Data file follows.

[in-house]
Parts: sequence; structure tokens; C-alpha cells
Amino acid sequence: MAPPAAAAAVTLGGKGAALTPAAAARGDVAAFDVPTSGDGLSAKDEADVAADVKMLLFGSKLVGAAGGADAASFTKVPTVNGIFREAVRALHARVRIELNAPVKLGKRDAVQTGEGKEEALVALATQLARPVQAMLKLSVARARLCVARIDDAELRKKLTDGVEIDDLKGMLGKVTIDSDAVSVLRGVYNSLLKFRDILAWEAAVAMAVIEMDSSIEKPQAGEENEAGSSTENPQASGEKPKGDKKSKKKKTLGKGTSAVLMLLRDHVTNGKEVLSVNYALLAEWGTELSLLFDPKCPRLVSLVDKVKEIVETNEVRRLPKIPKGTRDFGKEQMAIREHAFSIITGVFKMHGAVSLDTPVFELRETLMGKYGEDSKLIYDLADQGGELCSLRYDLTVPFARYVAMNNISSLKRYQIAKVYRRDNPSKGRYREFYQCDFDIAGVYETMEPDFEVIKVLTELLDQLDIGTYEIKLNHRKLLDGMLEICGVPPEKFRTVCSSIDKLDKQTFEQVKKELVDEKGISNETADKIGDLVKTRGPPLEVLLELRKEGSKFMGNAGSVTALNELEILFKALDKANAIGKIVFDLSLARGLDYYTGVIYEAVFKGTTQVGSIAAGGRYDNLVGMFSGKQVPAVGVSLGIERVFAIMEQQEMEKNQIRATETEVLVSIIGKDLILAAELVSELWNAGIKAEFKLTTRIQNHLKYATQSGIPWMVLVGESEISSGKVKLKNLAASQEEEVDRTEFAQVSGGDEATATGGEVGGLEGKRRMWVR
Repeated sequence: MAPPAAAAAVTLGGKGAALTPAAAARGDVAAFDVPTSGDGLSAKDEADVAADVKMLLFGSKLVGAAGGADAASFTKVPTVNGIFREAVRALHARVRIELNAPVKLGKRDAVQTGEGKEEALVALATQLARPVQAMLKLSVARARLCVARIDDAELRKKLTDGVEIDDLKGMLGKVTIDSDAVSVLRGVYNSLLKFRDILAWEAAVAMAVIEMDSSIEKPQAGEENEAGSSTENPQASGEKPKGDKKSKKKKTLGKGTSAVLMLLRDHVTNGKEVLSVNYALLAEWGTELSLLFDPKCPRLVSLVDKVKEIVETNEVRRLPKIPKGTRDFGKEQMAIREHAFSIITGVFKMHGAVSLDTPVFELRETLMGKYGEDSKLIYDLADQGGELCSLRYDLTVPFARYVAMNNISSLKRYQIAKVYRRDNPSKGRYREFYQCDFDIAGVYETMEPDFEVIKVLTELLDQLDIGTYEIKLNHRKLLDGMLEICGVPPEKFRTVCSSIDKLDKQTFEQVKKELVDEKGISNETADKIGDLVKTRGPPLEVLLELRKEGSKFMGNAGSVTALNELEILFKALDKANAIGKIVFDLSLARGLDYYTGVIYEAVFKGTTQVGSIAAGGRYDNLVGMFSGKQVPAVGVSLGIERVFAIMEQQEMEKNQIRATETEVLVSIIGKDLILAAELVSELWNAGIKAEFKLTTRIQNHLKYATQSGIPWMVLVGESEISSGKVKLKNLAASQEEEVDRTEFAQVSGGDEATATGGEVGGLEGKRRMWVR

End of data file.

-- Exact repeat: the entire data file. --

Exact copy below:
[in-house]
Parts: sequence; structure tokens; C-alpha cells
Amino acid sequence: MAPPAAAAAVTLGGKGAALTPAAAARGDVAAFDVPTSGDGLSAKDEADVAADVKMLLFGSKLVGAAGGADAASFTKVPTVNGIFREAVRALHARVRIELNAPVKLGKRDAVQTGEGKEEALVALATQLARPVQAMLKLSVARARLCVARIDDAELRKKLTDGVEIDDLKGMLGKVTIDSDAVSVLRGVYNSLLKFRDILAWEAAVAMAVIEMDSSIEKPQAGEENEAGSSTENPQASGEKPKGDKKSKKKKTLGKGTSAVLMLLRDHVTNGKEVLSVNYALLAEWGTELSLLFDPKCPRLVSLVDKVKEIVETNEVRRLPKIPKGTRDFGKEQMAIREHAFSIITGVFKMHGAVSLDTPVFELRETLMGKYGEDSKLIYDLADQGGELCSLRYDLTVPFARYVAMNNISSLKRYQIAKVYRRDNPSKGRYREFYQCDFDIAGVYETMEPDFEVIKVLTELLDQLDIGTYEIKLNHRKLLDGMLEICGVPPEKFRTVCSSIDKLDKQTFEQVKKELVDEKGISNETADKIGDLVKTRGPPLEVLLELRKEGSKFMGNAGSVTALNELEILFKALDKANAIGKIVFDLSLARGLDYYTGVIYEAVFKGTTQVGSIAAGGRYDNLVGMFSGKQVPAVGVSLGIERVFAIMEQQEMEKNQIRATETEVLVSIIGKDLILAAELVSELWNAGIKAEFKLTTRIQNHLKYATQSGIPWMVLVGESEISSGKVKLKNLAASQEEEVDRTEFAQVSGGDEATATGGEVGGLEGKRRMWVR
Repeated sequence: MAPPAAAAAVTLGGKGAALTPAAAARGDVAAFDVPTSGDGLSAKDEADVAADVKMLLFGSKLVGAAGGADAASFTKVPTVNGIFREAVRALHARVRIELNAPVKLGKRDAVQTGEGKEEALVALATQLARPVQAMLKLSVARARLCVARIDDAELRKKLTDGVEIDDLKGMLGKVTIDSDAVSVLRGVYNSLLKFRDILAWEAAVAMAVIEMDSSIEKPQAGEENEAGSSTENPQASGEKPKGDKKSKKKKTLGKGTSAVLMLLRDHVTNGKEVLSVNYALLAEWGTELSLLFDPKCPRLVSLVDKVKEIVETNEVRRLPKIPKGTRDFGKEQMAIREHAFSIITGVFKMHGAVSLDTPVFELRETLMGKYGEDSKLIYDLADQGGELCSLRYDLTVPFARYVAMNNISSLKRYQIAKVYRRDNPSKGRYREFYQCDFDIAGVYETMEPDFEVIKVLTELLDQLDIGTYEIKLNHRKLLDGMLEICGVPPEKFRTVCSSIDKLDKQTFEQVKKELVDEKGISNETADKIGDLVKTRGPPLEVLLELRKEGSKFMGNAGSVTALNELEILFKALDKANAIGKIVFDLSLARGLDYYTGVIYEAVFKGTTQVGSIAAGGRYDNLVGMFSGKQVPAVGVSLGIERVFAIMEQQEMEKNQIRATETEVLVSIIGKDLILAAELVSELWNAGIKAEFKLTTRIQNHLKYATQSGIPWMVLVGESEISSGKVKLKNLAASQEEEVDRTEFAQVSGGDEATATGGEVGGLEGKRRMWVR